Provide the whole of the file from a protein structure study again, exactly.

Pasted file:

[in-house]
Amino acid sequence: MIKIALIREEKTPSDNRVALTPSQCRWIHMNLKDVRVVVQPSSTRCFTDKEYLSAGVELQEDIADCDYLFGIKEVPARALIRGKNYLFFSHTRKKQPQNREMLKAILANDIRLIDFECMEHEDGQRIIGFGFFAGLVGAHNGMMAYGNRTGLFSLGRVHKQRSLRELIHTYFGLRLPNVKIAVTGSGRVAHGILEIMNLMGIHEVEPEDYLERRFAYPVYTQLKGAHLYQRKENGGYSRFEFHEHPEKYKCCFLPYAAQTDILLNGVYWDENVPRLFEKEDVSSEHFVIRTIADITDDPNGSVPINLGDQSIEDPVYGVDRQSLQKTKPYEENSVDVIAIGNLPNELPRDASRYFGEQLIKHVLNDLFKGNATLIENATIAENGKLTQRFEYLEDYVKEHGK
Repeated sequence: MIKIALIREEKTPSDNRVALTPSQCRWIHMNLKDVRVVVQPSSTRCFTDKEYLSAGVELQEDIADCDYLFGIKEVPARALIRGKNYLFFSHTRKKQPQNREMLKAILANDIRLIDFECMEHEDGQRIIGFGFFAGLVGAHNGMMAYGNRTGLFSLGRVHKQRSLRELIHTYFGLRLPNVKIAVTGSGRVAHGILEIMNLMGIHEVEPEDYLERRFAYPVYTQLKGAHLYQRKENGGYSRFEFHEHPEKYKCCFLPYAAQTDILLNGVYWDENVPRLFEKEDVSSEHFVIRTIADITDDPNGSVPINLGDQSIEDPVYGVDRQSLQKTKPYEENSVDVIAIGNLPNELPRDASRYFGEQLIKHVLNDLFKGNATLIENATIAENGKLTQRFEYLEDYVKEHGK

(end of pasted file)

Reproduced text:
[in-house]
Amino acid sequence: MIKIALIREEKTPSDNRVALTPSQCRWIHMNLKDVRVVVQPSSTRCFTDKEYLSAGVELQEDIADCDYLFGIKEVPARALIRGKNYLFFSHTRKKQPQNREMLKAILANDIRLIDFECMEHEDGQRIIGFGFFAGLVGAHNGMMAYGNRTGLFSLGRVHKQRSLRELIHTYFGLRLPNVKIAVTGSGRVAHGILEIMNLMGIHEVEPEDYLERRFAYPVYTQLKGAHLYQRKENGGYSRFEFHEHPEKYKCCFLPYAAQTDILLNGVYWDENVPRLFEKEDVSSEHFVIRTIADITDDPNGSVPINLGDQSIEDPVYGVDRQSLQKTKPYEENSVDVIAIGNLPNELPRDASRYFGEQLIKHVLNDLFKGNATLIENATIAENGKLTQRFEYLEDYVKEHGK
Repeated sequence: MIKIALIREEKTPSDNRVALTPSQCRWIHMNLKDVRVVVQPSSTRCFTDKEYLSAGVELQEDIADCDYLFGIKEVPARALIRGKNYLFFSHTRKKQPQNREMLKAILANDIRLIDFECMEHEDGQRIIGFGFFAGLVGAHNGMMAYGNRTGLFSLGRVHKQRSLRELIHTYFGLRLPNVKIAVTGSGRVAHGILEIMNLMGIHEVEPEDYLERRFAYPVYTQLKGAHLYQRKENGGYSRFEFHEHPEKYKCCFLPYAAQTDILLNGVYWDENVPRLFEKEDVSSEHFVIRTIADITDDPNGSVPINLGDQSIEDPVYGVDRQSLQKTKPYEENSVDVIAIGNLPNELPRDASRYFGEQLIKHVLNDLFKGNATLIENATIAENGKLTQRFEYLEDYVKEHGK